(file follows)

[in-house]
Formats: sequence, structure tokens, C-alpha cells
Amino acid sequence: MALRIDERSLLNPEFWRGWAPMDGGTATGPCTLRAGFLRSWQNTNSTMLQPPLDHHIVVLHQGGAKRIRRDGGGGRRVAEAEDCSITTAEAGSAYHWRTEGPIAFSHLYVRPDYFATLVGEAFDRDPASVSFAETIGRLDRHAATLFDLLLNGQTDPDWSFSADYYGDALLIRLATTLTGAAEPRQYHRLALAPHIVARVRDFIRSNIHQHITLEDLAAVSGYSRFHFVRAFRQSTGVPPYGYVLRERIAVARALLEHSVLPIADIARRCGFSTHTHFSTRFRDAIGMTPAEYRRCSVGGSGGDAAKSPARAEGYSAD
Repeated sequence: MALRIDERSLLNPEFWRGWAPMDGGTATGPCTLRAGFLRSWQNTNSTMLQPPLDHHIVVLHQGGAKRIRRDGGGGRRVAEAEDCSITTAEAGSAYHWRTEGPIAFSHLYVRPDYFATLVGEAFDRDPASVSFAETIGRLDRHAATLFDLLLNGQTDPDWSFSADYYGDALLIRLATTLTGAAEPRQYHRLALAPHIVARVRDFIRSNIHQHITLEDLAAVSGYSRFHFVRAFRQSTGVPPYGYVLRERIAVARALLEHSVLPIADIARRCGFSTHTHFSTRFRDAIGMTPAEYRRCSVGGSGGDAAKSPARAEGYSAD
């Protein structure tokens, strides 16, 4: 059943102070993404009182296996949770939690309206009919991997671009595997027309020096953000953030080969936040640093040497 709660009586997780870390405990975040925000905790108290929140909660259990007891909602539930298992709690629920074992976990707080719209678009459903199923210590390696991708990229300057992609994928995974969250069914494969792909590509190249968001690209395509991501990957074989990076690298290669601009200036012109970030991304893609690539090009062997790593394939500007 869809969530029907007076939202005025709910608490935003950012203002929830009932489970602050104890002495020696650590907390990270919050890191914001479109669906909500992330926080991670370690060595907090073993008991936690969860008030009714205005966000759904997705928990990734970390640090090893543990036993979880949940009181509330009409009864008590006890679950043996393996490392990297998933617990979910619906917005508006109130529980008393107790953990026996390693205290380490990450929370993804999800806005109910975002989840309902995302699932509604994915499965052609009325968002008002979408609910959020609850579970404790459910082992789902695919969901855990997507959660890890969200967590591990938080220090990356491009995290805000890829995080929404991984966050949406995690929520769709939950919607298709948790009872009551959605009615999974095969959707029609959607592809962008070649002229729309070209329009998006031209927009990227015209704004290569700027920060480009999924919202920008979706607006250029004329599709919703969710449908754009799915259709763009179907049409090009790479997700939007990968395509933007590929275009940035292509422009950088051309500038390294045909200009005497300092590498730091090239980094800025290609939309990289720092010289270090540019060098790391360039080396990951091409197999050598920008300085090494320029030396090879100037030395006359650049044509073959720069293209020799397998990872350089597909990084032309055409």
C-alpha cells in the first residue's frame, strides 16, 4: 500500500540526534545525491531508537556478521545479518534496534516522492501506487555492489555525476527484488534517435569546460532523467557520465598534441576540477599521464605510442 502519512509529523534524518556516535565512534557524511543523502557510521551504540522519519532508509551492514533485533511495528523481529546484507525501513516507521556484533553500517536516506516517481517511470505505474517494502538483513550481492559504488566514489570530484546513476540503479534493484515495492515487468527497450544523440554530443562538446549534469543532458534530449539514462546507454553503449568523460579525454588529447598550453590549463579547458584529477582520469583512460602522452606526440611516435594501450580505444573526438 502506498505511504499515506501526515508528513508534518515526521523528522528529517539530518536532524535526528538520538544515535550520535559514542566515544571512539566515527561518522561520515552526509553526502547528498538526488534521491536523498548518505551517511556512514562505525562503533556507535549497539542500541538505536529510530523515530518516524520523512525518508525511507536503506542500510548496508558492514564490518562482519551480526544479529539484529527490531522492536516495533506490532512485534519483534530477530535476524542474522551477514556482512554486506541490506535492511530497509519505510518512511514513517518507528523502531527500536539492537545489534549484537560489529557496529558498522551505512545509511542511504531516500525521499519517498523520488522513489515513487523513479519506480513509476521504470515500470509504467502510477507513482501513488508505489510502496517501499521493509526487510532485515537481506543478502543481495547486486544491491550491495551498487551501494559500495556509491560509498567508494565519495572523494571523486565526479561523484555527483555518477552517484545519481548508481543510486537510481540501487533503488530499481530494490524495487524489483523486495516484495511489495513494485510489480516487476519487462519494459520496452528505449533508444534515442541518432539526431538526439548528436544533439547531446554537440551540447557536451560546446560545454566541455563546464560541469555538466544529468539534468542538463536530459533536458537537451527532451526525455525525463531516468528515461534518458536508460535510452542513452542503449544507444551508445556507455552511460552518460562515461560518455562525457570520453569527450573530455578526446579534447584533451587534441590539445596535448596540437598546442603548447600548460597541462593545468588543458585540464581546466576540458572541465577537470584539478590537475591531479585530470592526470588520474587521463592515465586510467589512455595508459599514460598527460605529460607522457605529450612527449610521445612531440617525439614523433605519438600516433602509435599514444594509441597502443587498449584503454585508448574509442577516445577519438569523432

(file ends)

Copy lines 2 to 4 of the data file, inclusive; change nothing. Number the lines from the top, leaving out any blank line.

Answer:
Formats: sequence, structure tokens, C-alpha cells
Amino acid sequence: MALRIDERSLLNPEFWRGWAPMDGGTATGPCTLRAGFLRSWQNTNSTMLQPPLDHHIVVLHQGGAKRIRRDGGGGRRVAEAEDCSITTAEAGSAYHWRTEGPIAFSHLYVRPDYFATLVGEAFDRDPASVSFAETIGRLDRHAATLFDLLLNGQTDPDWSFSADYYGDALLIRLATTLTGAAEPRQYHRLALAPHIVARVRDFIRSNIHQHITLEDLAAVSGYSRFHFVRAFRQSTGVPPYGYVLRERIAVARALLEHSVLPIADIARRCGFSTHTHFSTRFRDAIGMTPAEYRRCSVGGSGGDAAKSPARAEGYSAD
Repeated sequence: MALRIDERSLLNPEFWRGWAPMDGGTATGPCTLRAGFLRSWQNTNSTMLQPPLDHHIVVLHQGGAKRIRRDGGGGRRVAEAEDCSITTAEAGSAYHWRTEGPIAFSHLYVRPDYFATLVGEAFDRDPASVSFAETIGRLDRHAATLFDLLLNGQTDPDWSFSADYYGDALLIRLATTLTGAAEPRQYHRLALAPHIVARVRDFIRSNIHQHITLEDLAAVSGYSRFHFVRAFRQSTGVPPYGYVLRERIAVARALLEHSVLPIADIARRCGFSTHTHFSTRFRDAIGMTPAEYRRCSVGGSGGDAAKSPARAEGYSAD